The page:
The reason I bring this up is that tax professionals are targets.  We have a ton of wonderful information that hackers want (lots and lots of personal information), and I’d prefer not to have to use my cyber insurance.  If your IT person/department is not periodically checking your logs to see if you’re being targeted, you need to rectify that immediately.  I didn’t know that hackers were targeting email servers, but they are.  So be vigilant tax professionals: We’re under attack.

Bozo Tax Tip #2: Anger Your Tax Professional!

Thursday, April 14th, 2022

If you are a tax professional living in Las Vegas, and you’re interested in working for me for the 2023 Tax Season (2022 tax returns filed in 2023)–or you are in Las Vegas and you’re interested in becoming a tax professional–we may have an opening for you.  So why am I starting a post in regards to Bozo Tax Tips with my possibly expanding my staff for 2023?

The reason is the “Great Resignation.”  The tax professional community skews older in age: I saw a statistic that the average age of a tax professional is in the mid-50s.  Finding good tax professionals is not easy (indeed, hiring in any profession isn’t easy), and I’m blessed to have the staff that I do.

From February 1st through the date this post is being written (March 10th), I have been averaging over two inquiries a day into using our services.  Indeed, my next available appointments are in May!  From talks with my friends in the business, they’re seeing the same things: not enough staff, and demand through the roof.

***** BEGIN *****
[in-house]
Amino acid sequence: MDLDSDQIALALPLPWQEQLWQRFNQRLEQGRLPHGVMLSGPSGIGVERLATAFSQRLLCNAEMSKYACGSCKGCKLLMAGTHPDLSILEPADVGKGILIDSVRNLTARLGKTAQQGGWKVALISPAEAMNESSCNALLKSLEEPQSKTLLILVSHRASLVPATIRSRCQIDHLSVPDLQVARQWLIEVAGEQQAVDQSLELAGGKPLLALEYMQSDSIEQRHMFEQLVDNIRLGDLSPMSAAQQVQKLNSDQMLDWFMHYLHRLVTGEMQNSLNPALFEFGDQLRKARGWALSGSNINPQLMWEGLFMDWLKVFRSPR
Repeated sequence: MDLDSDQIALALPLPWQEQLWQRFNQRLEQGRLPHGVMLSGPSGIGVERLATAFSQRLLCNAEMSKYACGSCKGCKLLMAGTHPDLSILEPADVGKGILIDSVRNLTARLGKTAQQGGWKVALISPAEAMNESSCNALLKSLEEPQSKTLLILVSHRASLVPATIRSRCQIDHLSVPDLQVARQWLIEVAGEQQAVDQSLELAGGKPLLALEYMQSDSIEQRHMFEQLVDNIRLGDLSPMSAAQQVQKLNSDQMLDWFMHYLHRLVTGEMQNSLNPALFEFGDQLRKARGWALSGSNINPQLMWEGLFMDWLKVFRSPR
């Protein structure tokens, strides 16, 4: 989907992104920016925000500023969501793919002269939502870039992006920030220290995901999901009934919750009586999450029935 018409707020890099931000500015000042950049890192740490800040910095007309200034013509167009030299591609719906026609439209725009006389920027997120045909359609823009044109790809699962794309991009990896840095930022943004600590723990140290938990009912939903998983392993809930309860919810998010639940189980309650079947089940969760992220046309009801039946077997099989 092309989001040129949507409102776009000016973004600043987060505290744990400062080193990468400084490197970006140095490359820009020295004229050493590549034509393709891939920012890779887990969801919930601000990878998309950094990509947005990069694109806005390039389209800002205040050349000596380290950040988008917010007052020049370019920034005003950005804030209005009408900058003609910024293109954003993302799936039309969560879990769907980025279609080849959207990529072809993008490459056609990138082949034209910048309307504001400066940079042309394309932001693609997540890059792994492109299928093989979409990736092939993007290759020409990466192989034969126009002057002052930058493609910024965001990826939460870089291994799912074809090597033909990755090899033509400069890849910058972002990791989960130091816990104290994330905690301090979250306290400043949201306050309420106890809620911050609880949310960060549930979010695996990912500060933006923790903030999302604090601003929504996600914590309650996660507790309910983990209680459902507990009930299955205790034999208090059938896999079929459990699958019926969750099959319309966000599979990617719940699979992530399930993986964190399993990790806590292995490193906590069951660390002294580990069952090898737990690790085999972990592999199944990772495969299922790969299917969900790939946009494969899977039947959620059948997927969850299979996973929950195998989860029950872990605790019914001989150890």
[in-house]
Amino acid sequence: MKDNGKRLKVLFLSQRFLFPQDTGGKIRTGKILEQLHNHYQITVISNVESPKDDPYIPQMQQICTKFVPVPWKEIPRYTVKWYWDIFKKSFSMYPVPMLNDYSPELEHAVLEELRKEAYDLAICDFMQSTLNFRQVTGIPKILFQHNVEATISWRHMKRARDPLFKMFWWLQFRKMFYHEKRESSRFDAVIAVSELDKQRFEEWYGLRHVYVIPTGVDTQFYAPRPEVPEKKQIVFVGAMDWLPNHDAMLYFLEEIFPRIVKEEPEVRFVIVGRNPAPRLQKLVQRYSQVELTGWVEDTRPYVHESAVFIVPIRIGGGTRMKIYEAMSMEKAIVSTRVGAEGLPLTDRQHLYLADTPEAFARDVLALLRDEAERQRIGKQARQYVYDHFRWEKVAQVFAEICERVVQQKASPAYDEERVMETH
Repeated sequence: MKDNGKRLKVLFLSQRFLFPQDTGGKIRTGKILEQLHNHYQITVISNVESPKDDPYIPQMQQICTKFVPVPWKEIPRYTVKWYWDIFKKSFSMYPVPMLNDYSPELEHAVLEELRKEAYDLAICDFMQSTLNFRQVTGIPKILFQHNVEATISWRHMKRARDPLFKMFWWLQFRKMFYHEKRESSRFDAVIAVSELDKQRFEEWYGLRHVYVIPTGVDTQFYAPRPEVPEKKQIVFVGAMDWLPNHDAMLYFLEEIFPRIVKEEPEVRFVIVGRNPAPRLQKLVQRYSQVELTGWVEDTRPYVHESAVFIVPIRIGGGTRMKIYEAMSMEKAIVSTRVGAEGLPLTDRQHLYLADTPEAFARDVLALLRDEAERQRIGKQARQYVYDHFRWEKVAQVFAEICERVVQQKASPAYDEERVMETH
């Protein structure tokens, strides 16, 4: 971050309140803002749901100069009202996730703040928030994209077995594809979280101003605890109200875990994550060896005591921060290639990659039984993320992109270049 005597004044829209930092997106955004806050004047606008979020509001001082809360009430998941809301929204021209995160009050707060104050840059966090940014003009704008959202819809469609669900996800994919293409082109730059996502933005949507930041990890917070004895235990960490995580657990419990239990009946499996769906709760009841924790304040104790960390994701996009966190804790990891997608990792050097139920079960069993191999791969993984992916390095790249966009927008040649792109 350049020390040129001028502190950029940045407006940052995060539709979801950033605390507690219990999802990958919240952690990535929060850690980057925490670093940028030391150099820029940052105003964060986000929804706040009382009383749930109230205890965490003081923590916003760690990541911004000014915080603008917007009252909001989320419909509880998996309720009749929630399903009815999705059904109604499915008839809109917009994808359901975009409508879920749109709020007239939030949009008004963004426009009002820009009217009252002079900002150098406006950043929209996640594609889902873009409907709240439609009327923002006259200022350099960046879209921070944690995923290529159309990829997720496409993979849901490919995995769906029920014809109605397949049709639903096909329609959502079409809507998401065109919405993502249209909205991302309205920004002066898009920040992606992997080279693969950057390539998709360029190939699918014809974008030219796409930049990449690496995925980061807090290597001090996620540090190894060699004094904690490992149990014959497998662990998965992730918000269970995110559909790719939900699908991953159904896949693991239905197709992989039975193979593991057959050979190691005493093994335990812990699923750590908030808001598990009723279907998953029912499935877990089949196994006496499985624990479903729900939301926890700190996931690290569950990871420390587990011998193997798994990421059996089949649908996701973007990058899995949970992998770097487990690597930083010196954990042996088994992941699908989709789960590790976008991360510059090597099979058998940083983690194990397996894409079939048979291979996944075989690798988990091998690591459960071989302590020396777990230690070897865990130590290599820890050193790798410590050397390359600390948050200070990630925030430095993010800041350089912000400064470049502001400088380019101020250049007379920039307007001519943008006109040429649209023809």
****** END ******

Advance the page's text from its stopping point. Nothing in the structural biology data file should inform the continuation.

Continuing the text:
This equates to a seller’s market.  We increased our rates (for 2021 returns prepared in 2022) by 10%, and I’ve already concluded I didn’t raise them enough.  The law of supply and demand holds in every industry: if supply decreases and demand increases, prices go up.  Yes, you’re going to pay more.

So let’s get back to the title of this post: angering your tax professional.  Those who have met me know my salt and pepper hair is now mostly salt.  I enjoy what I do, but I do not enjoy (and have never enjoyed) dealing with misanthropes.  Given the high demand, your tax professional almost certainly feels the same way.  Every year, tax professionals send letters to clients who are about to become former clients because they’re either no longer a fit for them or the tax professional cannot make a profit from them (because they require too much time or will not pay what the tax professional believes to be a fair price).  I’ve sent these in the past, but I never enjoy doing that.  I’m vowing to send some at year-end unless conditions radically change.

The average tax professional is very stressed out.  Dealing with the IRS has been a disaster for the last few years.  The pandemic hasn’t helped in any way.  Congress (and the IRS) have added new regulations and forms (e.g. Schedules K-2/K-3) that add tremendous busy work with little gain.  My Office Manager recently saw me blow up (and I rarely do that).  I have marked a client that he is getting a “Dear Former Valued Client” at year-end because of what he put me through.  (I’d like to send one to Congress, too, but I can’t do that.)

So do not anger your tax professional…unless you want to find a new one.

Why Has Posting Been Light?

Thursday, March 17th, 2022